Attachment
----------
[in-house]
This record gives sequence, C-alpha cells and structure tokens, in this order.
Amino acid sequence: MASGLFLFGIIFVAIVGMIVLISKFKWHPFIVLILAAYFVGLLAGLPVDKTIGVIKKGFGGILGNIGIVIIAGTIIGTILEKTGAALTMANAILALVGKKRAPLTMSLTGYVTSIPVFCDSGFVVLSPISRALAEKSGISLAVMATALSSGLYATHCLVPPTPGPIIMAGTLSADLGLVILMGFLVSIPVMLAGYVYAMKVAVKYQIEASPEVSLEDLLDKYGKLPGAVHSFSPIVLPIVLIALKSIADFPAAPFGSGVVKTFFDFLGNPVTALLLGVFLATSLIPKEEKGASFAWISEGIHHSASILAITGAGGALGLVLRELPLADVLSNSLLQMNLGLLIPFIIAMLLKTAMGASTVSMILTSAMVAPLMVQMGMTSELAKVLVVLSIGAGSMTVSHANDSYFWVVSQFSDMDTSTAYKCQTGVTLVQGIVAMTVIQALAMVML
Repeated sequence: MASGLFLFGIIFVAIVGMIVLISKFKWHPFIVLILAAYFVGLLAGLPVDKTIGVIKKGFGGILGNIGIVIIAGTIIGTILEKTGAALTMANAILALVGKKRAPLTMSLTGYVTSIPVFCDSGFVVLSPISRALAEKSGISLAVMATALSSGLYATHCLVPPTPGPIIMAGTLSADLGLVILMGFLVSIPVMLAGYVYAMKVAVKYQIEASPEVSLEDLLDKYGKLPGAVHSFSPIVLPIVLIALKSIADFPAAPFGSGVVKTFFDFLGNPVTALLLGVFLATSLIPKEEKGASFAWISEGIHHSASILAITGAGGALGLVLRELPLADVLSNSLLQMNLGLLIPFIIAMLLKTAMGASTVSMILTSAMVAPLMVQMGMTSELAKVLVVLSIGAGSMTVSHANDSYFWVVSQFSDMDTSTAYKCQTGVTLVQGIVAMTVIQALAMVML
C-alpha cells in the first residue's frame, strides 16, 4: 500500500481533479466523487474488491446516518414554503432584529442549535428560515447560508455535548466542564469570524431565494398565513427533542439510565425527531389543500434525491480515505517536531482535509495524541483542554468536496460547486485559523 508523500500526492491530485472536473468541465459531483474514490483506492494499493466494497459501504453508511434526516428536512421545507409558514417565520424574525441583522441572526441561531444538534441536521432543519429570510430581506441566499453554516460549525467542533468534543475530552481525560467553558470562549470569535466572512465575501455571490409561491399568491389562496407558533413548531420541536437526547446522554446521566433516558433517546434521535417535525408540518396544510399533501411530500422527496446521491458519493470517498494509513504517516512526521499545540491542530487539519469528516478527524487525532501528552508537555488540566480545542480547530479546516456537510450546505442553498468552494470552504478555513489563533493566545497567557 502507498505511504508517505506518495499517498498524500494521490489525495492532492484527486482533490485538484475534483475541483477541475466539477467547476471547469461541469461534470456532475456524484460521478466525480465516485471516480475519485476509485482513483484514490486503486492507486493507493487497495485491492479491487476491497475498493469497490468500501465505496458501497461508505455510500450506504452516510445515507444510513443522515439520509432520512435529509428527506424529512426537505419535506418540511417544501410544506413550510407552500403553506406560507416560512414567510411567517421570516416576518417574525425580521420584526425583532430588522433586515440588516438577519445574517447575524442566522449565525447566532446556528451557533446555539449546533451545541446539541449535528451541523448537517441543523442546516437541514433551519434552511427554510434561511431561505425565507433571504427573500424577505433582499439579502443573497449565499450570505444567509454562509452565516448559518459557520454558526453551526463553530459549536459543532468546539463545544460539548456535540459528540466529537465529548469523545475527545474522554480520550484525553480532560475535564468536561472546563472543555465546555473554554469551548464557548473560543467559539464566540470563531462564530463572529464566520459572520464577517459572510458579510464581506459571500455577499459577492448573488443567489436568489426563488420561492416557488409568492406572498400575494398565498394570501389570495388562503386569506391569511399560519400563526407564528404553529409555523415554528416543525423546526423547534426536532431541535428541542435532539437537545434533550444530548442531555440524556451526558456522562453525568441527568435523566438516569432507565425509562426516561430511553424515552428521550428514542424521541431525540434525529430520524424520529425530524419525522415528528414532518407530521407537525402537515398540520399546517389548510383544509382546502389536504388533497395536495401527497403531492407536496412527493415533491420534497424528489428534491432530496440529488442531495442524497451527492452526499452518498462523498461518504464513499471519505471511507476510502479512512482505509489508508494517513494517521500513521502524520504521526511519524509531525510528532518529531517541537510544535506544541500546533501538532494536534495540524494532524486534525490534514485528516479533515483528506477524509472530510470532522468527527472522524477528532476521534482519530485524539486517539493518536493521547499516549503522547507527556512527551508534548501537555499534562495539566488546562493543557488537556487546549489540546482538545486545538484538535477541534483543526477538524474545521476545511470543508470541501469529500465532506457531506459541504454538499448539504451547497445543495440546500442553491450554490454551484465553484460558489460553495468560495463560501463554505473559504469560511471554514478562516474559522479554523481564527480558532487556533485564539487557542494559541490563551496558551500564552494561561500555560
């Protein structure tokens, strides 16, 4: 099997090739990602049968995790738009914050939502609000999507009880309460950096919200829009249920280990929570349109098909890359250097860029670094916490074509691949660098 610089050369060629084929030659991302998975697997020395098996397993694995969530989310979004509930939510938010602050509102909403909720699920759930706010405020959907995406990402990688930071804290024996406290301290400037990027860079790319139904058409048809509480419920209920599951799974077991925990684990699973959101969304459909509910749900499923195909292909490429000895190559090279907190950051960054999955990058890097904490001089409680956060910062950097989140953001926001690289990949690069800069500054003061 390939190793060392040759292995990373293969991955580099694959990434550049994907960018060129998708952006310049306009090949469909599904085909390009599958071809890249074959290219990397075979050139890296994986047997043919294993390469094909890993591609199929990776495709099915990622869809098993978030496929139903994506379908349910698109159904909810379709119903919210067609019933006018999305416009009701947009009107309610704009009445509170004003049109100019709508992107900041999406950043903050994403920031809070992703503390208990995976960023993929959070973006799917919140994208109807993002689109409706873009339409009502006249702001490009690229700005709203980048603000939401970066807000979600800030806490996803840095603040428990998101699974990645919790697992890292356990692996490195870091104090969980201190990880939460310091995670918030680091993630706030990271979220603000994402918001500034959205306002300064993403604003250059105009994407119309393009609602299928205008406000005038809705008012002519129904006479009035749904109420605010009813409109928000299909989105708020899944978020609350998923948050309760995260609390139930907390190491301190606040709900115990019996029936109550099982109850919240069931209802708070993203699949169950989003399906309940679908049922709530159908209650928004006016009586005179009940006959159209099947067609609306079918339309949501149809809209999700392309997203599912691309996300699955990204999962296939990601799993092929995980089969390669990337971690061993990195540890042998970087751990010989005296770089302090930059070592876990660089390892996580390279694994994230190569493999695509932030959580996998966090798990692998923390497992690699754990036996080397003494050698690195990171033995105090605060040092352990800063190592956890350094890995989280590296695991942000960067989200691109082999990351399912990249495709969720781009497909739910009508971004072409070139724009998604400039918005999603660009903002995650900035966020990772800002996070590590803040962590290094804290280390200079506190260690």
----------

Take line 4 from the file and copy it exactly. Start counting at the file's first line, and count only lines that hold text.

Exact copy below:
Repeated sequence: MASGLFLFGIIFVAIVGMIVLISKFKWHPFIVLILAAYFVGLLAGLPVDKTIGVIKKGFGGILGNIGIVIIAGTIIGTILEKTGAALTMANAILALVGKKRAPLTMSLTGYVTSIPVFCDSGFVVLSPISRALAEKSGISLAVMATALSSGLYATHCLVPPTPGPIIMAGTLSADLGLVILMGFLVSIPVMLAGYVYAMKVAVKYQIEASPEVSLEDLLDKYGKLPGAVHSFSPIVLPIVLIALKSIADFPAAPFGSGVVKTFFDFLGNPVTALLLGVFLATSLIPKEEKGASFAWISEGIHHSASILAITGAGGALGLVLRELPLADVLSNSLLQMNLGLLIPFIIAMLLKTAMGASTVSMILTSAMVAPLMVQMGMTSELAKVLVVLSIGAGSMTVSHANDSYFWVVSQFSDMDTSTAYKCQTGVTLVQGIVAMTVIQALAMVML